Can Biotechnology Save Threatened Trees?
February 14, 2018
2:00 pm - 3:30 pm
Washington, DC, USA
Mr. Andrew Newhouse of the American Chestnut Research & Restoration Project (SUNY-ESF) visited the Agriculture & Food Systems Institute to present a seminar on using genetic engineering to allow coexistence of transgenic American chestnut trees with the blight that nearly drove the species extinct. Mr. Newhouse described research that has encompassed genetic transformation and molecular analyses of transgenic, blight resistant chestnut, blight screening and ecological field tests.
Before the turn of the century, the eastern half of the United States was dominated by the American chestnut. Because it could grow rapidly and attain huge sizes, the tree was often the outstanding visual feature in both urban and rural landscapes. All of this began to change at or slightly before the turn of the century with the introduction of Cryphonectria parasitica, the causal agent of chestnut blight. This disease reduced the American chestnut from its position as the dominant tree species in the eastern forest to little more than an early-succession-stage shrub.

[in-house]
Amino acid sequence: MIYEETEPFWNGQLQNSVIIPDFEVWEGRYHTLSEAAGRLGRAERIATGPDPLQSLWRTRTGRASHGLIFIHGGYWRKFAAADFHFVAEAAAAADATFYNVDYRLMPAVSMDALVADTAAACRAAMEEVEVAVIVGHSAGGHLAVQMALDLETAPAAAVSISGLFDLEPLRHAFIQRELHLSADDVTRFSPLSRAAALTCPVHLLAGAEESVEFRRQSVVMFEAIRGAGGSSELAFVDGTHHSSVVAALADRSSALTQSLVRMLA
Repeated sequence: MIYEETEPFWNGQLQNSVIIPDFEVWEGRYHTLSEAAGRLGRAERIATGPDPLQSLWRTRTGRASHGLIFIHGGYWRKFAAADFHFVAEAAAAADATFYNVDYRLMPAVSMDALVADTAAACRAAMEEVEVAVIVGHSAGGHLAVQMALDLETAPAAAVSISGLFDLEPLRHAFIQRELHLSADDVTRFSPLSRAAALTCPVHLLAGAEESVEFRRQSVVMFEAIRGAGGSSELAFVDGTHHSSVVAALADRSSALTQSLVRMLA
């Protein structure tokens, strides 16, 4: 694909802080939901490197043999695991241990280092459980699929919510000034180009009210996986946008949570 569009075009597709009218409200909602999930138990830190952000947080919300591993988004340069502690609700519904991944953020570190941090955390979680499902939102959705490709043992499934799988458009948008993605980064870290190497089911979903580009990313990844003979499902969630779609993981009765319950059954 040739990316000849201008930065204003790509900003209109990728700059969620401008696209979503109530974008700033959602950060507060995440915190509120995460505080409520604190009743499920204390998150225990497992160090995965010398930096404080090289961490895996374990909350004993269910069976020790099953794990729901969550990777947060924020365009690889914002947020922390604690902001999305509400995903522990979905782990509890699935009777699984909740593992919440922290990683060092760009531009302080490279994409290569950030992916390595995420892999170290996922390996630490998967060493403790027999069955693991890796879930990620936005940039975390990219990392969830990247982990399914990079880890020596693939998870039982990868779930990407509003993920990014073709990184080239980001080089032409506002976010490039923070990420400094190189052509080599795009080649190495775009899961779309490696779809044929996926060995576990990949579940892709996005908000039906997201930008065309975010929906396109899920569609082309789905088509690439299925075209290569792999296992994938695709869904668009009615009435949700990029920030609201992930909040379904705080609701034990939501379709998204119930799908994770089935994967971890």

Andrew Newhouse has been working on projects that overlap the fields of ecology and molecular biology for more than 15 years. During the past 11 years, he has worked with the American Chestnut Research & Restoration Project, at the State University of New York’s College of Environmental Science & Forestry. This project has developed transgenic American chestnut trees that are tolerant of chestnut blight, a disease that nearly extirpated mature trees from their native range in the eastern USA. Andrew has worked on a variety of aspects of this project, from genetic transformation and molecular analyses to blight screening and ecological field tests. Most recently, he has been preparing for the US federal regulatory review process, a set of rigorous evaluations required before the trees can be distributed or used for restoration.